Riding the horns of one of the biggest bull markets in history, the value of Harvard's endowment has shot up by more than $300 million in the last three months to an all-time high of more than $3 billion, University financial officers said this week.
The bulk of the jump in the endowment--the largest of any American university--comes from what Harvard's chief investment officer called a 17-to-18-percent increase in the return on Harvard's portfolio of stocks and bonds in the last two months.
"These are the kinds of results you would be happy to get in a 12-month period and maybe more than that, and we've had it in 60 days," said Walter M Cabot '54, president of Harvard Management Company, which manages most of the University's portfolio.
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Demonstrating a wide breadth of trivia knowledge and quick reactions, a North House team Thursday night won the Harvard version of the popular game show "Family Feud."
The team--composed of W. Colleen Ogle '83, Greg Williams '85, George Weiner '83, Joni Hiramoto '83 and Mathew McEvoy '84--did not lose one question during the competition until the finals. Then Eliot, before falling, won the query: What's the most popular video game at Harvard? (Pac Man topped the list.)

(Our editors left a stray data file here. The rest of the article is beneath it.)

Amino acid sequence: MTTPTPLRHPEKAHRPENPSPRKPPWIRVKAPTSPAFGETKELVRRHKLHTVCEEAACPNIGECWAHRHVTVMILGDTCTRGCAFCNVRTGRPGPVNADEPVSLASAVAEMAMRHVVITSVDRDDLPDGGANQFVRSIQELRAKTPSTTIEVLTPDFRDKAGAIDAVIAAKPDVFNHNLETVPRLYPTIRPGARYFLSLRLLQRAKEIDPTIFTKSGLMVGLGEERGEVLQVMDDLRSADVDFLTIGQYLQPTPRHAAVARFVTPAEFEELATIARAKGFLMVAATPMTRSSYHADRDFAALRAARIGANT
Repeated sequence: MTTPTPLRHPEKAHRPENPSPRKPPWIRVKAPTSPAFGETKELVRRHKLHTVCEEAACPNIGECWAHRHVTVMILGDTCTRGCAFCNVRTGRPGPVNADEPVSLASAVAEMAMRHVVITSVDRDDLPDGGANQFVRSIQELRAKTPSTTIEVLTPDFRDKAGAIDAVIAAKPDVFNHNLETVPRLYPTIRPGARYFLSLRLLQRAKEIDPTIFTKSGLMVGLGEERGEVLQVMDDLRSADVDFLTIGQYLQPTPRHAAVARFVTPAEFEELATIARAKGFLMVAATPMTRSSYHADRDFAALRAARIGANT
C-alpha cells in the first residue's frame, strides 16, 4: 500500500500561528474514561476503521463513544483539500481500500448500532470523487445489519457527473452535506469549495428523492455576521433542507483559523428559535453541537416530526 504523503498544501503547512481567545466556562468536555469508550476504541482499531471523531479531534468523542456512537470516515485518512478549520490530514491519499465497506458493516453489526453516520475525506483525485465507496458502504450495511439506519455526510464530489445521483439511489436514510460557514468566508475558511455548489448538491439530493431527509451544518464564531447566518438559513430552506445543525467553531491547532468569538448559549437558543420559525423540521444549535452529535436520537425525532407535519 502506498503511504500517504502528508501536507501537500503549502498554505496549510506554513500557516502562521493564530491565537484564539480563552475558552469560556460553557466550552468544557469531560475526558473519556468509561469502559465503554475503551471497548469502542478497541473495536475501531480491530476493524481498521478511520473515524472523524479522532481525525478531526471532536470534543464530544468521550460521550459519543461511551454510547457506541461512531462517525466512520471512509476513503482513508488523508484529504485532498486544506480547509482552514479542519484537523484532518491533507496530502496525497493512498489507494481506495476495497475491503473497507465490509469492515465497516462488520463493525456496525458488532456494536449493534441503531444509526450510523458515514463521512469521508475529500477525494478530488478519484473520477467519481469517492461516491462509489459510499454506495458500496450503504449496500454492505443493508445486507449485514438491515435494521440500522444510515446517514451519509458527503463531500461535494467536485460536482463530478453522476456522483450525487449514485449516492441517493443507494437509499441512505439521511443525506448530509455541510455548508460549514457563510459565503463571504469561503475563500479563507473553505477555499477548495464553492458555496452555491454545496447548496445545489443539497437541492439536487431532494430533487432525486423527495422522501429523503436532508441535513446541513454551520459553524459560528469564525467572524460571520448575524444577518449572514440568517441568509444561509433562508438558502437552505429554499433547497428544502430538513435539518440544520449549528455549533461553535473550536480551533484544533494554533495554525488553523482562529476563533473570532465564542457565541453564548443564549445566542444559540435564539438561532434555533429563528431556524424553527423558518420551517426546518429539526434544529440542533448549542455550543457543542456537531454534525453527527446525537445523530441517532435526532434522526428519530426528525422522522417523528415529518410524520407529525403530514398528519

Ogle said the $200 party awarded to the winning team will be held at North House the Friday of Yale weekend. She attributed the team's success to luck and hard work, adding that the first-round, single eliminations were somewhat haphazard, but that their time spent reviewing survey questions paid off.
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John P. Reardon, director of athletics, decided this week he will sit down and chat with his coaches and minority athletes to discuss minority dissatisfaction with Harvard athletics.
Reardon's decision came, just days after S. Allen Counter, director of the Harvard Foundation, said that his group would begin an investigation this term of many student complaints he has heard about minorities and athletics. Reardon says he intends to try to set up a "constructive program" to deal with minority athletes' dissatisfaction "rather than operate on complaints."
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It took five separate votes for a candidate with majority support to emerge, but the new Undergraduate Council finally elected its chairman last Sunday: Michael G. Colantuono '83, a student government veteran who has gained campus-wide recognition as a gay rights activist.
Colantuono narrowly defeated Rosemarie A. Sabatino '84 in a second run-off between the two, following an initial tie.
Following his election, Colantuono supervised the selection of the council's other three officers. Jose A. Rodriguez '85 gained the vice chairmanship, while Peter N. Smith '83 and Caroline Lipson '84 became treasurer and secretary, respectively.,
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